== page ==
“Diana” the musical has shocked audiences, and not in a good way

Through every move, note and lyric in the nearly 2-hour musical “Diana,” I was left wondering why someone, anyone, in the creative process, from conception to a premiere in California to Broadway previews and finally a Netflix pro-shot release, didn’t simply ask, “why?”
Why take the tragic, overanalyzed story of Diana, Princess of Wales and make it into a musical with music and lyrics by a member of Bon Jovi? The obvious answer to that one is money, and clearly they’re making something with a Netflix deal, which leads me to the question Netflix should’ve asked. After such success with content on the Royal Family (“The Crown,” “The Royal House of Windsor,” “Diana: In Her Own Words,” etc.), why stoop so low as to this unintentionally campy, inevitable flop of a Broadway show? 

The ultimate question that could’ve prevented me from spending my Saturday night watching “Diana” in horror and awe is, “why did we think people would ever respond positively to this show?”
When Tony Award winners David Bryan and Joe DiPietro aimed to hit big again with “Diana,” they decided to go the same route as they did with their 2010 show “Memphis” by premiering the show at the La Jolla Playhouse in San Diego in early 2019. Despite mixed reviews (which must have been generous if it resembled the final product that was put out on Netflix), a Broadway transfer was announced a few months later. The show was only able to go through part of their preview period at the Longacre Theatre before Broadway shutdown in March 2020. Netflix filmed the show onstage over the summer without an audience for release on Oct. 1.

It’s no secret that Broadway is an industry that has fallen prey to commercialism –– or rather has always been a product of commercialism, but people just want to complain more about it now because they have access to social media. A musical announcement about Princess Diana wasn’t exactly surprising, and neither was the following Netflix pro-shot, but it doesn’t mean it should’ve happened.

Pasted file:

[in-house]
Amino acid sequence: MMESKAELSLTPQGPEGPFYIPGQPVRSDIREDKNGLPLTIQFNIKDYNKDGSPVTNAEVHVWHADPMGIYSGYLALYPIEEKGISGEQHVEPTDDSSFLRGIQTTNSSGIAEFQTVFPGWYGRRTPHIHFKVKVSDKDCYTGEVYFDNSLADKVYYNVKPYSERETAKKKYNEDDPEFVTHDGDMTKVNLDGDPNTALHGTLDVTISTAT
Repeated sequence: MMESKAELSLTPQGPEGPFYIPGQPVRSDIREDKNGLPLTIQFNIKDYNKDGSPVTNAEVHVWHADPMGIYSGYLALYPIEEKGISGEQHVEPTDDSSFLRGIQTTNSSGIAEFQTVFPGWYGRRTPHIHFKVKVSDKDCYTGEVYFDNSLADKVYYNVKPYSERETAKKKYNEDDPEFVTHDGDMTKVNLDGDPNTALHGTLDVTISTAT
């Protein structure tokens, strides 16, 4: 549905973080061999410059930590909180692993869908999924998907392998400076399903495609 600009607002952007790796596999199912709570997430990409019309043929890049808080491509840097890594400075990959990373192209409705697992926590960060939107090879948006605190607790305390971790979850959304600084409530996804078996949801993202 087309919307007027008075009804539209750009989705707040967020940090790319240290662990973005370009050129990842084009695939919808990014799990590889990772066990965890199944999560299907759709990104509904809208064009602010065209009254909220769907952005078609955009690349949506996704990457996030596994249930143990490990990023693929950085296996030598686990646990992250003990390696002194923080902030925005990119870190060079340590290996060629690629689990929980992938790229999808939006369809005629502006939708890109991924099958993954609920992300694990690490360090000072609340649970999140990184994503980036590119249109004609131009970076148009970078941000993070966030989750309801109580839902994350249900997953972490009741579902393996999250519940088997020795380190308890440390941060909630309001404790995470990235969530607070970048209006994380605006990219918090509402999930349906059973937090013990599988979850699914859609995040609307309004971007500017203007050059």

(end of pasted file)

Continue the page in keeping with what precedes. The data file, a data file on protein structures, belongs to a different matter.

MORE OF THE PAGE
I am of the opinion that there’s really no need to musicalize the life and death of Lady Di, but the creative team could’ve at least attempted to do it in a way that would’ve left me wanting to give them an “A” for effort. However, after almost two hours of disappointment, I came to the conclusion that putting in the effort was what ended up being their downfall.

“Diana” was doomed from the start because the creators decided that not only were they going to make a musical about Princess Diana, but that they were going to make it a pop musical, trying their hardest to fit in numbers that could potentially be played on the radio or at least be fitting in a playlist full of works by the likes of Taylor Swift, Katy Perry and Adele. The lackluster result was songs in need of substance, but full of cheesy, metaphoric and laughable lyrics.

At one point, Diana even sings, “serves me right for marrying a Scorpio,” and that’s just one of the many Bryan and DiPietro lyrics that may make you think they were taking inspiration from a middle school girl’s diary. It’s also clear that they’re both American trying to imitate Brits, and not just any Brits, but the Royal Family. Queen Elizabeth II herself even says the line, “if I was interested in this type of sordid drama, I’d turn on ‘Coronation Street.’”